We hit you with the top five tiers of fantasy basketball players yesterday, ranking 1-21. Today, the second tier of players rolls out and this is where things can get a little trickier since this player pool has some questions and aren’t as rock solid as the higher tiers. In any case, check the rankings and digest.
NOTE: The number in parentheses is an actual rank number, but is used loosely to help you decide within the tier. However, all players within tiers basically have the same value. All stats are from last season, unless otherwise specified.
Tier Six — Pau Gasol (22), Carmelo Anthony (23), Rajon Rondo (24), Brandon Jennings (25)
In this tier, we have players that have been consistent performers the past few seasons and/or have some high potential to get better. For the two guards, there’s some upside despite some flaws.
There may be some worry that Gasol’s production — 17.4 points, 10.4 rebounds, 1.4 blocks — may dip because of Dwight Howard calling Hollywood home, but remember Gasol achieved the aforementioned numbers during Andrew Bynum’s breakout season. And since D12 will still need to get 100 percent healthy and learn to play with Kobe Bryant, Gasol should be able to average a double-double still for most of the season and possibly even up his assists (3.7) and field goal shooting (50.1 percent) production.
The blocks and field goal percentage is why I have Gasol over Anthony, who definitely scores (22.6), but did see an almost four-point decrease from the previous season (26.3) when he played 27 games after being traded to the New York Knicks. In fact, his shooting was significantly lower after the honeymoon period of 2011 in FG% (46.1 down to 43.0), 3PT% (42.4 to 33.5) and FT% (87.2 to 80.4). There are too many issues going on with the team in regards to chemistry, so going with Gasol before Melo makes the most sense.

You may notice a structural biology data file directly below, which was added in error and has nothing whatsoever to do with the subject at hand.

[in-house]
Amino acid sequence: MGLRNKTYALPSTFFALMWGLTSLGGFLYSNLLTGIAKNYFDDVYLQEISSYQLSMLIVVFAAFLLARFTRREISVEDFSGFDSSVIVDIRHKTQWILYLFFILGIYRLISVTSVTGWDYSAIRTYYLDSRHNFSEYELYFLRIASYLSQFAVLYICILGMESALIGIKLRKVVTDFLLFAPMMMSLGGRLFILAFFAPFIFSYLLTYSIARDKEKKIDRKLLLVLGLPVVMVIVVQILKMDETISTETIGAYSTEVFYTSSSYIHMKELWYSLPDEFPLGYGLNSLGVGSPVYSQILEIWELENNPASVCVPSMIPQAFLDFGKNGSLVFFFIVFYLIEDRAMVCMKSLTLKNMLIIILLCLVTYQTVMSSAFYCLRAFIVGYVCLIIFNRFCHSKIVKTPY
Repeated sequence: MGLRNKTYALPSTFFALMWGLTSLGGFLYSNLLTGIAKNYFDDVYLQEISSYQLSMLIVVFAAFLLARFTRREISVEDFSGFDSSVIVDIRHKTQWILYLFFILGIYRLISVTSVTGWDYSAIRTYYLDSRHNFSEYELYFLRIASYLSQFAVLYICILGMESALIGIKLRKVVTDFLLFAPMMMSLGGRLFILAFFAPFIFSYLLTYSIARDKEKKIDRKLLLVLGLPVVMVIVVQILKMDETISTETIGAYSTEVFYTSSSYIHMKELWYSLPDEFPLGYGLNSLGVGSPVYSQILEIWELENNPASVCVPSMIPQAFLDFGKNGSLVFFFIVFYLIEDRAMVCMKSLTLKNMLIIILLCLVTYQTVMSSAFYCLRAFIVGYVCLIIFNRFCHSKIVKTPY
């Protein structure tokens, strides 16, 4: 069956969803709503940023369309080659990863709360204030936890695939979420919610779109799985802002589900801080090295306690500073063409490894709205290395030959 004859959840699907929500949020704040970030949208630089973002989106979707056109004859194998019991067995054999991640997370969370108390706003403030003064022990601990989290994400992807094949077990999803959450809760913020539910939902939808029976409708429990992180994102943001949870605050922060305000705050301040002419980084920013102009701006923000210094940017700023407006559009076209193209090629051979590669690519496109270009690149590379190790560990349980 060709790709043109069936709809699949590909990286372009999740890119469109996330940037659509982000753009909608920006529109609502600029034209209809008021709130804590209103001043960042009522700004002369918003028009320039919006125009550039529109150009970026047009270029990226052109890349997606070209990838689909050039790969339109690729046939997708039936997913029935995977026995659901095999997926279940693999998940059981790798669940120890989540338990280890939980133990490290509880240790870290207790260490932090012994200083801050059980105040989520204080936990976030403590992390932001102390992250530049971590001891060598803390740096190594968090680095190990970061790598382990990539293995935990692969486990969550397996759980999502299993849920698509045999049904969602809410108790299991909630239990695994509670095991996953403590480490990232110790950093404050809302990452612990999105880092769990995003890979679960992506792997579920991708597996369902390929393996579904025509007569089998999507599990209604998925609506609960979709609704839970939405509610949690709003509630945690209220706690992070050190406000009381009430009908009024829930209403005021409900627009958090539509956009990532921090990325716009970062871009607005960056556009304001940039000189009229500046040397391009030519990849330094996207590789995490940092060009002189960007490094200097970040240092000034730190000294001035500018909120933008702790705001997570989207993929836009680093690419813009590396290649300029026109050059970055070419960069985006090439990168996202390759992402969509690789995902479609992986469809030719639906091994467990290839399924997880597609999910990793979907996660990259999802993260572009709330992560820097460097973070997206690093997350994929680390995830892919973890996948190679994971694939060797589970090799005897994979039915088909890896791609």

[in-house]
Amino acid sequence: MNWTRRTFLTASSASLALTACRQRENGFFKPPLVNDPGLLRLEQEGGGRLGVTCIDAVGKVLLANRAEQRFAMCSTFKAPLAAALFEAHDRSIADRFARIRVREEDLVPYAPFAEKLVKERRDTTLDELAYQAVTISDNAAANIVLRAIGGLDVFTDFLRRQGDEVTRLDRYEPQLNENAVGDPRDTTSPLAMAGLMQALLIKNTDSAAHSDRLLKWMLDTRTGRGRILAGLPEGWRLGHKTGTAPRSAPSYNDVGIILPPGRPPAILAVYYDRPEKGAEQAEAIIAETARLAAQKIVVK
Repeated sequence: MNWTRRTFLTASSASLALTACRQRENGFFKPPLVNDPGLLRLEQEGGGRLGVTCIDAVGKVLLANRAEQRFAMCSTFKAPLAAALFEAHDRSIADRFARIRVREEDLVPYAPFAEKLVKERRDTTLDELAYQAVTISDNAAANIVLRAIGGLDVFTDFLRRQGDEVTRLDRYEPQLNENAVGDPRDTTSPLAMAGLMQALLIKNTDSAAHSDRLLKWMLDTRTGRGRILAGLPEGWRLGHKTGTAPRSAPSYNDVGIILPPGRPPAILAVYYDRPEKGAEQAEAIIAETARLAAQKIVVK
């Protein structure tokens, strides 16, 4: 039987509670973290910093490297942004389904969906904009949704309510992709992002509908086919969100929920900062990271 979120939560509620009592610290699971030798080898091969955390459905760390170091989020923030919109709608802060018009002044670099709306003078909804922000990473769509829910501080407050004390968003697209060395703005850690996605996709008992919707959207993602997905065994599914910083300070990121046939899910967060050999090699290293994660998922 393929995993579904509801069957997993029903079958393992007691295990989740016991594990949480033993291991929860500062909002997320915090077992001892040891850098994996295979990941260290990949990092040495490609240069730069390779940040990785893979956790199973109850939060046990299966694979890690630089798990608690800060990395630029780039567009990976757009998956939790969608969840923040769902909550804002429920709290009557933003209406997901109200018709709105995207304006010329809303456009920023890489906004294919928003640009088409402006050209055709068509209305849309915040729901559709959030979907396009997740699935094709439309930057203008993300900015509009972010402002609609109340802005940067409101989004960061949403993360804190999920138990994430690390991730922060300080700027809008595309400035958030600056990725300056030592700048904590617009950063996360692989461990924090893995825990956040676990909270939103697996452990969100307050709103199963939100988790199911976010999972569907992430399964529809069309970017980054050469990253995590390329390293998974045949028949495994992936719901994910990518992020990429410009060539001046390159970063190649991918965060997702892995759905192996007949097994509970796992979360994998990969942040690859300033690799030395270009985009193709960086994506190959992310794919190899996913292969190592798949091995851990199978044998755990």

Both Rondo and Jennings are high-producing point guards, but with obvious flaws. Rondo doesn’t score like the top lead guards (11.9 points) and his shooting from the charity stripe leaves something to be desired (59.7 percent). Jennings has to deal with still acclimating to playing with Monta Ellis in the backcourt, as well as shooting the rock a lot better (41.8 percent).
However, the positives are that Rondo should once again lead the league in assists (11.7) and be right there at the top of the steals category (1.8), potentially leading the NBA in both categories. Also, the Boston Celtics are a team transitioning to having Rondo as “the man,” so we very well may see more Euro steps that lead to more points. For Jennings, he’s seen his field goal percentage trend up since his rookie season from 37.1 percent to 39.0 to 41.8. He can also hit the three (2.0 treys per game), steal the ball (1.6) and isn’t too shabby with dimes (5.5) while still scoring pretty well (19.1). Also, if the Bucks don’t extend him, a contract year adds some extra motivation for Jennings to produce.